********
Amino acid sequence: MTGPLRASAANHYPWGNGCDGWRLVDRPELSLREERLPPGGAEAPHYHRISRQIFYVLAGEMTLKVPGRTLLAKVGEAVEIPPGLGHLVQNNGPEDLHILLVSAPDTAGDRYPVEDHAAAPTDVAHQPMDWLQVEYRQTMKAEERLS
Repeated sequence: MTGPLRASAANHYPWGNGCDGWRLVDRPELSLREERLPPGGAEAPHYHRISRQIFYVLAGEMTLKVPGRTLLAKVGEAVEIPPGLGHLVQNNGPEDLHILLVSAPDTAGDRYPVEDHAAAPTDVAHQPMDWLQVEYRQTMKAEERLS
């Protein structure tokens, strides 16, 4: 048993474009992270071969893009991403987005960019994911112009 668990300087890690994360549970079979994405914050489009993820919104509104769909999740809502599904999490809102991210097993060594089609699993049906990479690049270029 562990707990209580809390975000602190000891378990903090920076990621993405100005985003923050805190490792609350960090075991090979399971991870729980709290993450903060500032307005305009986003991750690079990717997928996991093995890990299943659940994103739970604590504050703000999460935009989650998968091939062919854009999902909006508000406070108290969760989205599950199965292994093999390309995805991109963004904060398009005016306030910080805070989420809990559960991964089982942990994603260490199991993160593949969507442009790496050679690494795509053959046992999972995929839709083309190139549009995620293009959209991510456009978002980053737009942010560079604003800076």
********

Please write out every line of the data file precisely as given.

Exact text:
Amino acid sequence: MTGPLRASAANHYPWGNGCDGWRLVDRPELSLREERLPPGGAEAPHYHRISRQIFYVLAGEMTLKVPGRTLLAKVGEAVEIPPGLGHLVQNNGPEDLHILLVSAPDTAGDRYPVEDHAAAPTDVAHQPMDWLQVEYRQTMKAEERLS
Repeated sequence: MTGPLRASAANHYPWGNGCDGWRLVDRPELSLREERLPPGGAEAPHYHRISRQIFYVLAGEMTLKVPGRTLLAKVGEAVEIPPGLGHLVQNNGPEDLHILLVSAPDTAGDRYPVEDHAAAPTDVAHQPMDWLQVEYRQTMKAEERLS
């Protein structure tokens, strides 16, 4: 048993474009992270071969893009991403987005960019994911112009 668990300087890690994360549970079979994405914050489009993820919104509104769909999740809502599904999490809102991210097993060594089609699993049906990479690049270029 562990707990209580809390975000602190000891378990903090920076990621993405100005985003923050805190490792609350960090075991090979399971991870729980709290993450903060500032307005305009986003991750690079990717997928996991093995890990299943659940994103739970604590504050703000999460935009989650998968091939062919854009999902909006508000406070108290969760989205599950199965292994093999390309995805991109963004904060398009005016306030910080805070989420809990559960991964089982942990994603260490199991993160593949969507442009790496050679690494795509053959046992999972995929839709083309190139549009995620293009959209991510456009978002980053737009942010560079604003800076």